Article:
Casual dining driven by income, convenience, health

by Staff
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CHICAGO — Casual dining restaurants are the fastest-growing and most prevalent sector among full-service operations, market researcher Technomic said in its "2007 Top 100 Casual Dining Report."

Yet consumer lifestyles and demands are shaping how casual dining looks, partly as a result of growing income divergence among Americans.

The report takes note of how the affluent are increasing their disposable income and the rest of the population is facing stagnating income and more income pressures from the rising cost of health care, health insurance, food and fuel. This is leading to a split in the causal dining segment with some consumers going down to fast-casual limited-service restaurants and some consumers moving to upscale casual dining alternatives.

"If there’s any one prevailing theme we see throughout casual dining, it’s the demand for convenience and value," said Darren Tristano, executive vice-president of Technomic Information Services. "This is the common denominator that has driven much of the growth in the segment via successful curbside takeout and catering programs."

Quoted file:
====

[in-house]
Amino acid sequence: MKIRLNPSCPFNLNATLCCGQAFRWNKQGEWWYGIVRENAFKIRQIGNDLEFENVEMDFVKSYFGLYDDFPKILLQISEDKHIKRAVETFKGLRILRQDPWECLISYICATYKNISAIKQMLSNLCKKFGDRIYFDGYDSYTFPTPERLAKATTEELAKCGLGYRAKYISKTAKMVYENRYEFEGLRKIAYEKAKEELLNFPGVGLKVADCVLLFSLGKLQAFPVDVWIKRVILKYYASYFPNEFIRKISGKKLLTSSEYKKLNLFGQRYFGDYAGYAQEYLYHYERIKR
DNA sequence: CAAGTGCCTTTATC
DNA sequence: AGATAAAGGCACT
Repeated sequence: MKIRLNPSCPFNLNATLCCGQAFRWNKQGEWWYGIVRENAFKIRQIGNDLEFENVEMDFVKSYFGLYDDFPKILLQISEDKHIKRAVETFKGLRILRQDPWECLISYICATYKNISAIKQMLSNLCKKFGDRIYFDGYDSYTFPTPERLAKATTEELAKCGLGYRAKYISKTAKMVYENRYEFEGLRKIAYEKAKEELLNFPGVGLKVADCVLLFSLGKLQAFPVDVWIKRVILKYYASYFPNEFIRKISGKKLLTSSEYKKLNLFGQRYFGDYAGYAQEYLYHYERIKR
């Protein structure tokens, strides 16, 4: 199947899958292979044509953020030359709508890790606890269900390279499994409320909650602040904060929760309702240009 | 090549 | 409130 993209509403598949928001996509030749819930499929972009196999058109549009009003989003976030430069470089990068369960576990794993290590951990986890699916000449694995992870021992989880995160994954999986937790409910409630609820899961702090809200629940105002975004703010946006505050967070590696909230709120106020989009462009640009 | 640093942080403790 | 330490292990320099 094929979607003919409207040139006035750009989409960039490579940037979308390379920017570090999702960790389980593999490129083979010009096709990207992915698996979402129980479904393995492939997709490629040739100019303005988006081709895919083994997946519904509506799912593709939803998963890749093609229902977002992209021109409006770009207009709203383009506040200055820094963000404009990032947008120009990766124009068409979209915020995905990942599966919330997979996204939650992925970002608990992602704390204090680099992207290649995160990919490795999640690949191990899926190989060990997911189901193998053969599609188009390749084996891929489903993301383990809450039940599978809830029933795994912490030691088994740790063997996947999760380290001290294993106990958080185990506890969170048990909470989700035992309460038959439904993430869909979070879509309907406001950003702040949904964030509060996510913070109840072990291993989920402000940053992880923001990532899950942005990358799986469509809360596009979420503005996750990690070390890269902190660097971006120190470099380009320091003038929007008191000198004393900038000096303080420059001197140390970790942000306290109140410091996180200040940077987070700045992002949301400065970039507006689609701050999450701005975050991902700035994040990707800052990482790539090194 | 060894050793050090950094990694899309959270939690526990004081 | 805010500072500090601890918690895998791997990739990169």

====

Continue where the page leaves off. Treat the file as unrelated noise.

Mr. Tristano said takeout sales at casual-dining chains grew about 10% annually during the last three years.

The desire for healthful offerings is also a leading factor pressuring casual dining restaurants with Olive Garden, Red Lobster and Chili’s working to cut trans fat during the last year.

The fastest growing casual dining restaurant in 2006 was Cheeseburger in Paradise, with 62% growth in sales compared with the previous year. Other chains that made the top-10 list of fastest growing casual dining included Famous Dave’s, Buffalo Wild Wings Grill & Bar and Bubba Gump Shrimp Co., according to Technomic.

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